Children's Publishing

Over the past couple of decades, topics that would never have been accepted in children's publishing in our parents' generation don't shock anyone today. Opinions about which are the best books for kids continue to change year by year.

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With the rapid growth of electronic book sales and free ebooks online, the decline in popularity of print newspapers, and an increased use of online reading devices like Kindles, Nooks, and iPhones, it’s easy to see WHY the world of publishing is changing.

I still remember hearing about the controversies over Lois Lowry’s The Giver when it was published in 1993. Many parents (and perhaps some teachers) didn't feel comfortable with the idea of children being exposed to the issues of suicide and euthanasia (both of which are major topics in The Giver).

In 1951, The Catcher in the Rye by J.D. Salinger stirred up controversy due to the book's excessive use of vulgarity, along with the fact that Holden Caulfield was mentally unstable.

Over a century ago, in 1885, it was The Adventures of Huckleberry Finn (by Mark Twain) – a book most of us now consider a classic that all children should read! "Obscenity, atheism, bad grammar, coarse manners, low moral tone, and anti-southernism" were some of the main objections people expressed.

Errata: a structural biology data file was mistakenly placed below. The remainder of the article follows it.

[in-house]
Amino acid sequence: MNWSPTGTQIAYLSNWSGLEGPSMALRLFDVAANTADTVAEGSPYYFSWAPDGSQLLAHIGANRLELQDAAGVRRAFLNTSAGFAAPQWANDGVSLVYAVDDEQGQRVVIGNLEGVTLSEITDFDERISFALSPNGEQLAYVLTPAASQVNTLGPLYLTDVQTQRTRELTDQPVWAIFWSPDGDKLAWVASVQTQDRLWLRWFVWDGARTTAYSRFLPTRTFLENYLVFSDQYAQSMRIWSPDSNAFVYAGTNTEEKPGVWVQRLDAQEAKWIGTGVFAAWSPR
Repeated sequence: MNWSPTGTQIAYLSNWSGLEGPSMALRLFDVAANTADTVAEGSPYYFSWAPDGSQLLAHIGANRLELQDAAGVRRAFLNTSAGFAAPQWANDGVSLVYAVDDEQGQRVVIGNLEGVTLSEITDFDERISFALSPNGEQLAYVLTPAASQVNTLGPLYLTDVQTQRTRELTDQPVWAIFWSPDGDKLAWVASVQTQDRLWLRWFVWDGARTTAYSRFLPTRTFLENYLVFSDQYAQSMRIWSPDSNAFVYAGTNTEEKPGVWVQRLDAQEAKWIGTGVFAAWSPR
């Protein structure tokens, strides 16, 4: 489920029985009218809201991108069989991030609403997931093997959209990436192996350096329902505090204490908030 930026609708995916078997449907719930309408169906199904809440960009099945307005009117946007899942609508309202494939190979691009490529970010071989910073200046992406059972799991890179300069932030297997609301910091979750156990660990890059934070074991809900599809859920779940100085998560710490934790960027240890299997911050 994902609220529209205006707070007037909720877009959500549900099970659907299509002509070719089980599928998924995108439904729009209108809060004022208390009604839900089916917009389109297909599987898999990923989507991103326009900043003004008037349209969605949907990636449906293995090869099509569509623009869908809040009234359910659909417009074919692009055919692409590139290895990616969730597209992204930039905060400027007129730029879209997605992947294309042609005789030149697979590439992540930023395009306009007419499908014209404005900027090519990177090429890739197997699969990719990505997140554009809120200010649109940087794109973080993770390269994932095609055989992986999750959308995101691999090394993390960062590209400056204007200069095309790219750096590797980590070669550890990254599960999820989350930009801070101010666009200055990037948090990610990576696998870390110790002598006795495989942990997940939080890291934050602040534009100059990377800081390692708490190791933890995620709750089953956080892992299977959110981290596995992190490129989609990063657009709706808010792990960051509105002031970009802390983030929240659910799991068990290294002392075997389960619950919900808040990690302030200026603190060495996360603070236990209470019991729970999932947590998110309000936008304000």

Current News

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In order to help visitors to this site learn about some of the latest developments in children's publishing, I’ll be adding pages dedicated to information on this topic.

As the news items grow, you’ll be seeing more and more links appear on this page, taking you to other pages on Kids-and-Books.com.



Get Caught Reading in May!

Although there is only week left of May, the Get Caught Reading literacy campaign doesn't have to end June 1!

Get Caught Reading's goal is to remind people of all ages how much fun it is to read. Hundreds of libraries across the country help promote it with special events and daily "reading corners."

According to GetCaughtReading.org, research shows that "early language experience actually stimulates a child's brain to grow and that reading to children gives them a huge advantage when they start school."

SOCIAL MEDIA CONNECTIONS

In January, GetCaughtReading.org launched the What Are You Reading? campaign, which includes over 30 new author videos. Check us out on YouTube, follow us on Twitter, like us on Facebook, and tell your friends!

YouTube Channel: www.youtube.com/WhatAreYouReading1

Facebook: www.facebook.com/WhatAreYouReading

Twitter: ReadingWithAAP

Twitter Hashtag to Use: #WhatAreYouReading

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If you'd like to learn more about GCR's initiatives, email bworthington@publishers.org to be added to the Get Caught Reading newsletter distribution list.



Keep checking back here for more updates on changes and developments in the world of children's publishing.


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